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Neural Plasticity
Volume 2008, Article ID 194097, 8 pages
http://dx.doi.org/10.1155/2008/194097
Research Article

Exposure to Forced Swim Stress Alters Local Circuit Activity and Plasticity in the Dentate Gyrus of the Hippocampus

1Department of Psychobiology, Faculty of Sciences, University of Haifa, Haifa 31905, Israel
2The Brain and Behavior Research Center, University of Haifa, Haifa 31905, Israel

Received 21 March 2007; Accepted 3 December 2007

Academic Editor: Bruno Poucet

Copyright © 2008 Orli Yarom et al. This is an open access article distributed under the Creative Commons Attribution License, which permits unrestricted use, distribution, and reproduction in any medium, provided the original work is properly cited.

Abstract

Studies have shown that, depending on its severity and context, stress can affect neural plasticity. Most related studies focused on synaptic plasticity and long-term potentiation (LTP) of principle cells. However, evidence suggests that following high-frequency stimulation, which induces LTP in principal cells, modifications also take place at the level of complex interactions with interneurons within the dentate gyrus, that is, at the local circuit level. So far, the possible effects of stress on local circuit activity and plasticity were not studied. Therefore, we set out to examine the possible alterations in local circuit activity and plasticity following exposure to stress. Local circuit activity and plasticity were measured by using frequency dependant inhibition (FDI) and commissural modulation protocols following exposure to a 15 minute-forced swim trial. Exposure to stress did not alter FDI. The application of theta-burst stimulation (TBS) reduced FDI in both control and stressed rats, but this type of plasticity was greater in stressed rats. Commissural-induced inhibition was significantly higher in stressed rats both before and after applying theta-burst stimulation. These findings indicate that the exposure to acute stress affects aspects of local circuit activity and plasticity in the dentate gyrus. It is possible that these alterations underlie some of the behavioral consequences of the stress experience.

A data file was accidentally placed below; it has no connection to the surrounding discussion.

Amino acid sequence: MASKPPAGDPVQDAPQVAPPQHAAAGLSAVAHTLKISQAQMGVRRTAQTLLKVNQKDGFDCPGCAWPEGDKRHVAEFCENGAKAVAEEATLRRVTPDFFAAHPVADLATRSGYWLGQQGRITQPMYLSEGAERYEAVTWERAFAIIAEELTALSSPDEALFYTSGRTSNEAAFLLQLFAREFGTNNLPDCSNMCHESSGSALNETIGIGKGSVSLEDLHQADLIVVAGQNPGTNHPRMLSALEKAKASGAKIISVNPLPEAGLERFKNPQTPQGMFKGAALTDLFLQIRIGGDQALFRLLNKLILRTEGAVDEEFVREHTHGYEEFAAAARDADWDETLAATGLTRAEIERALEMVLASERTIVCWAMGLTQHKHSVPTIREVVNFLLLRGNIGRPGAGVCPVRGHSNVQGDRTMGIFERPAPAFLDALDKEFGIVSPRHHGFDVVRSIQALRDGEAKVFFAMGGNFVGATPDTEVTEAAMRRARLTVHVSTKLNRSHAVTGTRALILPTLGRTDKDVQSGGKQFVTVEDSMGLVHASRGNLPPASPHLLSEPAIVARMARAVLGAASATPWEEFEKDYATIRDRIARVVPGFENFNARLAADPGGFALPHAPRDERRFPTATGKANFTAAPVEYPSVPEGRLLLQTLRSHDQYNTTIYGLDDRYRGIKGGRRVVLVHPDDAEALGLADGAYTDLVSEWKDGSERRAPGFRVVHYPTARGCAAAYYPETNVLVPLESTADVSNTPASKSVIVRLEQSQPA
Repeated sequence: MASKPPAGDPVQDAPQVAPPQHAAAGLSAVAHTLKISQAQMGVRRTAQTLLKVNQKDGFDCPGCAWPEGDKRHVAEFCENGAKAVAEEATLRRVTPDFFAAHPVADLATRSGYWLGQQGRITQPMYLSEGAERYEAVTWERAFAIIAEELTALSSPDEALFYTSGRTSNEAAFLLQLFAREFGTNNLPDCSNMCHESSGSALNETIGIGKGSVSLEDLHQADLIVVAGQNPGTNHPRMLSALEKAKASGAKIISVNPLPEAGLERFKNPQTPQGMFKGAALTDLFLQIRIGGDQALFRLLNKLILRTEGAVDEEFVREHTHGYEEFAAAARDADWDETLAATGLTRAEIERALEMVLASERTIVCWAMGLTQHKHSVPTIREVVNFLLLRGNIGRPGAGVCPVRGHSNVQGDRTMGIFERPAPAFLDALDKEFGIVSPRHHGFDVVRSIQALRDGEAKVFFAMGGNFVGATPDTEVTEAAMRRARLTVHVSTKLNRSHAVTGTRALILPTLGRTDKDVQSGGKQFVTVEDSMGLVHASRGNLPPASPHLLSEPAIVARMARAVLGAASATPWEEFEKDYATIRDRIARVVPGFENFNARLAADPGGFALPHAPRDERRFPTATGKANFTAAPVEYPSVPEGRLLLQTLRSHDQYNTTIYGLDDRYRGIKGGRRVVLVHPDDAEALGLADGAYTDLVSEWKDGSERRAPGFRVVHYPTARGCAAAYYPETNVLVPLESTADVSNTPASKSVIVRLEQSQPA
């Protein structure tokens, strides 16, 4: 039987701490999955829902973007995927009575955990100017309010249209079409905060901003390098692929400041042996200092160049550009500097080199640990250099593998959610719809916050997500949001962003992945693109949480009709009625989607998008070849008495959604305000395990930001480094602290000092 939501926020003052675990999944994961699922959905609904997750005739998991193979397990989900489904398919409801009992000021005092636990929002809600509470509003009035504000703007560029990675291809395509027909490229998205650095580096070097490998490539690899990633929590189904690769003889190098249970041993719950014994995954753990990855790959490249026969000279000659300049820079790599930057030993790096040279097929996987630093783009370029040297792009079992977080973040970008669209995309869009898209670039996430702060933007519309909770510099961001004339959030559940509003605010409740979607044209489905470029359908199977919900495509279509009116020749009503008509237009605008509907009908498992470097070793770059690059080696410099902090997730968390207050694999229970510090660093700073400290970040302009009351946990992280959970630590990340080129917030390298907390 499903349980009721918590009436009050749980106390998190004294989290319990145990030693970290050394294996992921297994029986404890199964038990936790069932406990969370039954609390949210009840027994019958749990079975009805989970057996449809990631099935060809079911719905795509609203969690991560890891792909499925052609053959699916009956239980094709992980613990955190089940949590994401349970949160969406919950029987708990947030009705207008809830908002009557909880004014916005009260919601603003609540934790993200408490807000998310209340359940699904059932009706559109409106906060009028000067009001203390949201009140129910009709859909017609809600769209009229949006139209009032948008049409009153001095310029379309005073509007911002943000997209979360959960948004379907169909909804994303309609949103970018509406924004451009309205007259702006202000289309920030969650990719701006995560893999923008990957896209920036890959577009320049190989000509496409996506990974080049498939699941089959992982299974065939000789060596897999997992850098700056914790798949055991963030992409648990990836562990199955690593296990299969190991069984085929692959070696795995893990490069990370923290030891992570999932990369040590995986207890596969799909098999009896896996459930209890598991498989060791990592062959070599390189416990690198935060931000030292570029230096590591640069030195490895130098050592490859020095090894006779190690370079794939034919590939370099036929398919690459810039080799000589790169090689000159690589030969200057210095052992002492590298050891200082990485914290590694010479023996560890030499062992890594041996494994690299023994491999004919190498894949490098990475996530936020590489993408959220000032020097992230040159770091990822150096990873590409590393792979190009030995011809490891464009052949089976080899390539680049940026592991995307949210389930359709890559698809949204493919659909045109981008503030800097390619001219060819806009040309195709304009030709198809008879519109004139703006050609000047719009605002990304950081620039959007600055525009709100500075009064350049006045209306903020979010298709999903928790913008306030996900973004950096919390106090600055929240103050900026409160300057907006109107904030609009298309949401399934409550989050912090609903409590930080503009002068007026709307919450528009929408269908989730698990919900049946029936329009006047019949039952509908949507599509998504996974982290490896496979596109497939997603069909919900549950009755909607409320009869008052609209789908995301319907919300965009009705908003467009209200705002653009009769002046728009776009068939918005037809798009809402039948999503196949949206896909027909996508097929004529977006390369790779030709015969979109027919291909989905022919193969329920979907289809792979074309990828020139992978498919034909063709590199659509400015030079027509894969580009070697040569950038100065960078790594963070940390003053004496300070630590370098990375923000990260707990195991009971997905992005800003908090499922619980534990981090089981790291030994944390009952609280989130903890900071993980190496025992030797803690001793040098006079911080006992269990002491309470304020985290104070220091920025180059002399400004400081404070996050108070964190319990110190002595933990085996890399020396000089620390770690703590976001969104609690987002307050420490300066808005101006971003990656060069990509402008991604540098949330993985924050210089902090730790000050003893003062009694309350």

1. Introduction

Stress is defined as any condition that seriously disrupts physiological and psychological homeostasis ranging from anxiety to posttraumatic stress disorder [1], and affects cognitive functions both in animal models and in humans [24]. The hippocampus is of special significance in this respect because it has been shown to play a major role in regulating stress [5, 6], and to be involved in some aspects of learning and memory [713].

At present, long-term potentiation (LTP) of synaptic transmission in the hippocampus is the most studied neurophysiological model for learning and memory processes in the mammalian nervous system. LTP, like behavior, appears to be affected by stress. Depending on the type of stress and the procedures used, stress has been shown to have different effects on different measures of synaptic plasticity. There is a general agreement that LTP in area CA1 of the hippocampus is impaired following stress [4, 1418]. Some studies have also shown that stress impairs LTP in the dentate gyrus (DG) of the hippocampus [16, 19, 20], while others reported intact LTP in the DG following stress [14, 21]. Thus, DG LTP is considered to be less sensitive to stress compared to LTP in CA1 [22].

Although LTP is a widely accepted model of learning and memory, debates continue over its validity, and controversial results regarding its behavioral correlates are reported (for review, see [23]). A different level of processing that is likely to be relevant to memory formation is local circuit activity. When examining this level of processing, the focus is on interactions between local, mostly inhibitory GABAergic neurons and pyramidal or granular principle cells in the hippocampus and cortex [24, 25]. This is in contrast to the focus on LTP of input excitatory synapses onto principle cells, which is responsible for transmitting information from one region to another. Inhibitory interneurons exert a powerful control over local circuit activity through feedforward and feedback inhibition. Modification of local circuits can affect the computational properties of the region, and therefore affect its involvement in behavior.

In the current study, local circuit activity and plasticity were measured by using frequency-dependent inhibition (FDI) and commissural modulation protocols, following exposure to behavioral stress.